One of the benefits of blogging, I’ve discovered, it that creates opportunities for exchange (this is a social medium after all, right?) In addition to information-and-idea-swapping-and-sharing, the swapping or sharing of STUFF can also sometimes be facilitated.
Take, for instance, the shiny, shiny package of shininess that I received in the mail today, all the way from Spain. It contained these:
Lovely little ethanol-filled vials with Carabids (ground beetles) and Buprestids (jewel beetles) collected this summer in Texas, Kansas and Missourri. A PhD student working in Spain sent these to me, as a gesture of thanks.
Back in February, I received an email about the Calligrapha sp. leaf beetles I’d photographed – this student was looking for specimens from North America to contribute to his systematics study on the genus. I agreed to keep an eye out for them, and one day in May I hit the jackpot, finding about 10 specimens. I watched for more all summer but never saw another – even though there were signs of feeding on the dogwood they so love to munch.
Long story short: a fellow grad student got specimens that will hopefully help his research. He, in turn, sent me these beetles he’d collected while visiting the US. He may feel differently, but I think I got the sweeter end of this deal.
Behold, a teaser of the beautimoniousness that is now my Precious:
More pics to come once it’s finished drying. This guy (and probably the others, I haven’t even really looked at them yet) is going on the List of Things That Make Me Gleeful.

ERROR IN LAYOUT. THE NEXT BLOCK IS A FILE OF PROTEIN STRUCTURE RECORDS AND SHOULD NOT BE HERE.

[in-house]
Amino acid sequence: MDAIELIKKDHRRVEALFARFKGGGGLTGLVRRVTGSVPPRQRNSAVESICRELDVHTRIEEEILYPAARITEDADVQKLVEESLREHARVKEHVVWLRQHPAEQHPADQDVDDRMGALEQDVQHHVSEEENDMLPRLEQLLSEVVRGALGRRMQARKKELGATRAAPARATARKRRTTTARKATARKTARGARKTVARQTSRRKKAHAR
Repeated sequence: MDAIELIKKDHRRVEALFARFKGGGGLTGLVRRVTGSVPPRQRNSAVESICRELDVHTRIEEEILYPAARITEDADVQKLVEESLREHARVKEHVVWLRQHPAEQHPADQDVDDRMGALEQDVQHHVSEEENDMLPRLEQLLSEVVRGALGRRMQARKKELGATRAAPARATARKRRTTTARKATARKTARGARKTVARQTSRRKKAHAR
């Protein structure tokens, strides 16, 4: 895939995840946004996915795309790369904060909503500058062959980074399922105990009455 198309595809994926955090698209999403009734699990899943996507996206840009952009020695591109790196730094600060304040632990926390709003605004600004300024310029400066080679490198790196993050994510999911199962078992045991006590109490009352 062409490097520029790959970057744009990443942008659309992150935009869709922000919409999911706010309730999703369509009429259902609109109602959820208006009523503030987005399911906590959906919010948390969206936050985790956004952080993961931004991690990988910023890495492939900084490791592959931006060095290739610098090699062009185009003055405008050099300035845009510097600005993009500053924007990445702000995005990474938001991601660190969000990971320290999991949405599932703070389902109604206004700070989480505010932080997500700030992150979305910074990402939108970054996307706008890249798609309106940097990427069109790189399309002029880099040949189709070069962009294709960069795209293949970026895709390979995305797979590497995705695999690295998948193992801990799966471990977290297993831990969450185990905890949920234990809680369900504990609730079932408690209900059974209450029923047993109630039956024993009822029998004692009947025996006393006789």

The main point of this post is actually not pretty beetles (srsly). What I want to highlight here is that social media can be an incredibly useful tool for scientists wanting to collaborate.
And I’m not even referring to capital-“C” “Collaboration”, as in, where stuff gets written down and terms and funding are agreed upon, etc. etc. I’m simply talking about helping out, and getting help from, other folks. You know, because it’s a Good Thing To Do.
In my experience, it’s a great way to find like-minded science-y people (i.e., ones interested in exchange, sharing, and collaboration) with similar research interests. Secondly, the general public likes to be involved in, and contribute to, science. Putting yourself and your research out there on blogs, Twitter, G+, Facebook, etc., can open doors to both professional and public interest and engagement. I am pretty convinced that it’s well worth the effort…